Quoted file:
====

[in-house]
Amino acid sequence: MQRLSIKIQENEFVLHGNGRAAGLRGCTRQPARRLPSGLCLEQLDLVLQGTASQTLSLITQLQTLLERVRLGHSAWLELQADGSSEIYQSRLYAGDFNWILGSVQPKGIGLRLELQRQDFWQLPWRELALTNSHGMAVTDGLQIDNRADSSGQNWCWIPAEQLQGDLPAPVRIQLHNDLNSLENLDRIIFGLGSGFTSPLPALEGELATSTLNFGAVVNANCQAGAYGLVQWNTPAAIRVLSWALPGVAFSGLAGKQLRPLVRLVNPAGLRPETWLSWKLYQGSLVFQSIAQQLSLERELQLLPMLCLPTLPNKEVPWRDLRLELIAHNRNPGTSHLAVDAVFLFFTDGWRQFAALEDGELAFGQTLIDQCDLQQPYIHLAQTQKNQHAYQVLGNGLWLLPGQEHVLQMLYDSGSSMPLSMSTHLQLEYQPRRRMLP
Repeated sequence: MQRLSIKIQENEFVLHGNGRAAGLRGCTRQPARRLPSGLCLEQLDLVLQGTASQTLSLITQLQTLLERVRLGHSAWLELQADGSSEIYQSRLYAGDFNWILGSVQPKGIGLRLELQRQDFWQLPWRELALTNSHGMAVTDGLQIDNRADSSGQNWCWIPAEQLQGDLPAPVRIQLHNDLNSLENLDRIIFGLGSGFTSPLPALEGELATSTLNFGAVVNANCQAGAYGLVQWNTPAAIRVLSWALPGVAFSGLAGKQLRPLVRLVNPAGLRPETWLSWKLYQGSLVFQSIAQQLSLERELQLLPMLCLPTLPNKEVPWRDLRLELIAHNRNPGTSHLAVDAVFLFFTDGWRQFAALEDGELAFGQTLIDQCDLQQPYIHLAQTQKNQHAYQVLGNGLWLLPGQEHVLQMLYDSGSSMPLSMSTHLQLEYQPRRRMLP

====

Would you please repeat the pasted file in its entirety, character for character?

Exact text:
[in-house]
Amino acid sequence: MQRLSIKIQENEFVLHGNGRAAGLRGCTRQPARRLPSGLCLEQLDLVLQGTASQTLSLITQLQTLLERVRLGHSAWLELQADGSSEIYQSRLYAGDFNWILGSVQPKGIGLRLELQRQDFWQLPWRELALTNSHGMAVTDGLQIDNRADSSGQNWCWIPAEQLQGDLPAPVRIQLHNDLNSLENLDRIIFGLGSGFTSPLPALEGELATSTLNFGAVVNANCQAGAYGLVQWNTPAAIRVLSWALPGVAFSGLAGKQLRPLVRLVNPAGLRPETWLSWKLYQGSLVFQSIAQQLSLERELQLLPMLCLPTLPNKEVPWRDLRLELIAHNRNPGTSHLAVDAVFLFFTDGWRQFAALEDGELAFGQTLIDQCDLQQPYIHLAQTQKNQHAYQVLGNGLWLLPGQEHVLQMLYDSGSSMPLSMSTHLQLEYQPRRRMLP
Repeated sequence: MQRLSIKIQENEFVLHGNGRAAGLRGCTRQPARRLPSGLCLEQLDLVLQGTASQTLSLITQLQTLLERVRLGHSAWLELQADGSSEIYQSRLYAGDFNWILGSVQPKGIGLRLELQRQDFWQLPWRELALTNSHGMAVTDGLQIDNRADSSGQNWCWIPAEQLQGDLPAPVRIQLHNDLNSLENLDRIIFGLGSGFTSPLPALEGELATSTLNFGAVVNANCQAGAYGLVQWNTPAAIRVLSWALPGVAFSGLAGKQLRPLVRLVNPAGLRPETWLSWKLYQGSLVFQSIAQQLSLERELQLLPMLCLPTLPNKEVPWRDLRLELIAHNRNPGTSHLAVDAVFLFFTDGWRQFAALEDGELAFGQTLIDQCDLQQPYIHLAQTQKNQHAYQVLGNGLWLLPGQEHVLQMLYDSGSSMPLSMSTHLQLEYQPRRRMLP